5 Lessons the Psychology of Sharing Can Teach Us

The study also found that 73% of the survey takers shared content to understand the information more thoughtfully.

As you can imagine, there are a lot of lessons to learn from this knowledge. As you plan your social media calendar, keep this in mind:

Help Them Define Themselves

Create content about your different customer types and help them self-identify. That will help you, and help them connect with your content.

Help Them Connect With Others

Imagine the possibilities a forum—or even a larger brand ambassador program—could present for your customers to ask each other questions and learn from one another. You could even start as simple as a Twitter chat.

Value Them—And Let Them Know It

If someone sends you a message, leaves you a comment, responds to a tweet—whatever it is—let them know that you valued their contribution. Listen and respond.

Help Them Believe In Something

Again, let your advocates know you appreciate their respect. They’re your rock stars, and almost nothing is better than social proof.

While some of this is more about creating awesome content in the first place, this is the backbone on which you’ll build your social media calendar. But without sharing good content in the first place, why would anyone want to interact with you?

Planning Your Content Strategy

Before you can start sharing content, you need to know what you’ll be creating, and why you’ll be creating it. To do this, start with developing a basic content strategy.

Planning a content strategy can get complex, but you can keep it simple when you’re starting out. At a very basic level, this process entails determining a few things:

  • Core topical focus areas. What problems does your content solve and which topics will you focus on?
  • Channels you’ll use to communicate that message. Where will you create and share content?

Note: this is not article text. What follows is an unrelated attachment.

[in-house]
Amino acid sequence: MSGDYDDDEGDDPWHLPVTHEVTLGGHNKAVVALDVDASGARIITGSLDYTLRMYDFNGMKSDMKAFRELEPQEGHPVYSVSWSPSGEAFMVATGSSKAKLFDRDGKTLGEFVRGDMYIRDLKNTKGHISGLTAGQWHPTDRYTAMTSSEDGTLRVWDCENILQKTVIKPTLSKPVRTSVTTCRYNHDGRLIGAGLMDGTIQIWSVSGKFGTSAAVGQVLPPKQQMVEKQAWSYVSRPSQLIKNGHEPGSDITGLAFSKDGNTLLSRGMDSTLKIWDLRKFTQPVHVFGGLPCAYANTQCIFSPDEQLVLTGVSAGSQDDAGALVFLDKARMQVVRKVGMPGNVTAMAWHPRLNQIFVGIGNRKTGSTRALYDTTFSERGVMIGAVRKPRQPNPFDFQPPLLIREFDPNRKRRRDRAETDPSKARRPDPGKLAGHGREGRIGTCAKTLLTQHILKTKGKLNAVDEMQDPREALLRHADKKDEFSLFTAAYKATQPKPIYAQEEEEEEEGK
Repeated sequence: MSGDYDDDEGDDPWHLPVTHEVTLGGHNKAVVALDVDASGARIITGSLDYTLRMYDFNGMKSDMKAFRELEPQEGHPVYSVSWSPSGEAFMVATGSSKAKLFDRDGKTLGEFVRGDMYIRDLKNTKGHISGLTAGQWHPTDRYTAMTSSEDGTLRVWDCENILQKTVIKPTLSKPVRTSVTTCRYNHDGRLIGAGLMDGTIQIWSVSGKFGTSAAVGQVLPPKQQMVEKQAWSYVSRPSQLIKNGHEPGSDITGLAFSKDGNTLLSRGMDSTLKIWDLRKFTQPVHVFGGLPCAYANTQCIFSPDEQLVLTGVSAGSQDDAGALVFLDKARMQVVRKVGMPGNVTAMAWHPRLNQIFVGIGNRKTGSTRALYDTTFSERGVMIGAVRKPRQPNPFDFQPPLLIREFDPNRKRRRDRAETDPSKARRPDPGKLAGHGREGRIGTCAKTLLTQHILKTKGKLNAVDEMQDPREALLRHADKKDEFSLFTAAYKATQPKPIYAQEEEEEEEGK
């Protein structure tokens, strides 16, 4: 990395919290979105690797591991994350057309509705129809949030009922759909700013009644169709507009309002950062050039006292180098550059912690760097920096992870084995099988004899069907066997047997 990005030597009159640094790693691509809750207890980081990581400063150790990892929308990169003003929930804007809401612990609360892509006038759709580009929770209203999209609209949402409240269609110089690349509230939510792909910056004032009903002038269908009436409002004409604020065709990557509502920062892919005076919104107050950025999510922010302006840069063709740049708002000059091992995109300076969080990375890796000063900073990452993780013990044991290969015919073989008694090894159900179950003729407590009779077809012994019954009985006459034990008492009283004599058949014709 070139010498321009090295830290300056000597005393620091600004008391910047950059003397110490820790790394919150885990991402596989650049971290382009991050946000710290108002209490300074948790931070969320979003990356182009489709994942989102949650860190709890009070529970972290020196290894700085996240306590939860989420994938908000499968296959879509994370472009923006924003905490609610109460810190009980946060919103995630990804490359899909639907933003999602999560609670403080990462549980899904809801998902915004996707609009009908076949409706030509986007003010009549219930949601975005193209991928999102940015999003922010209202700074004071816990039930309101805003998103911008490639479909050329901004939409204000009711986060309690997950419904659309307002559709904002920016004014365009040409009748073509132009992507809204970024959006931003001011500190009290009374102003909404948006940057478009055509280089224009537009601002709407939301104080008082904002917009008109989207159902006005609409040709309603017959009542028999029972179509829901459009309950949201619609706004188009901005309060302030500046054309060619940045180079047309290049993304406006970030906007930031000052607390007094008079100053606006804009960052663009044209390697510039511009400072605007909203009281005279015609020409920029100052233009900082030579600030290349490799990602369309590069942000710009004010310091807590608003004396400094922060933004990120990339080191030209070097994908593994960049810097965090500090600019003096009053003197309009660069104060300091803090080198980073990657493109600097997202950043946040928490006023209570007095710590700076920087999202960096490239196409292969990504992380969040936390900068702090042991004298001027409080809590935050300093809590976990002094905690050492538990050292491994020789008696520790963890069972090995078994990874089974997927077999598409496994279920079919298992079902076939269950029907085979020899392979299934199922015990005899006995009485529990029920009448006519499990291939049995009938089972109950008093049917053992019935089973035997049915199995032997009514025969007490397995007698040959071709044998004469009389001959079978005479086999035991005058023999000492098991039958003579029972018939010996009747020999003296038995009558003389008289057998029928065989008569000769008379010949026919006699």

• Content types you’ll create. Blog posts, email newsletters, social campaigns, videos, and so forth.

This will be sufficient to get you started.

Brainstorming Editorial Ideas

Everything starts with ideas, and you’ll need a lot of them to fill your calendar. One way to generate tons of ideas quickly is to hold a 30-minute brainstorming meeting. The goal is to get as many solid ideas out of your head and onto the calendar as quickly as possible.

Here’s how it works:

  • Spend ten minutes writing down ideas on Post-It notes. As many ideas as you can come up with.
  • Spend another ten minutes scoring those ideas on a three-point scale. 3’s are surefire hits, 2’s are maybe’s, and 1’s are duds. You’ll likely have several ideas in all three categories (and that’s normal).
  • Finally, wrap up the meeting with ten minutes of sorting through your 3’s. These are your best ideas that are most likely to succeed.

By the time you’re done, you’ll have plenty of ideas to fill up a month or two on your calendar.

Develop a Blog Publishing Cadence

The odds are strong that at least some of your social media content will be sourced from your blog. And if you have a blog at all, integrating your blogging and social strategies is crucial for ensuring the success of each.

So, blogging is core to your overall content strategy, start here.

A Great Blog Schedule for Beginners

Next, Figure Out How Often You’ll Share Each Post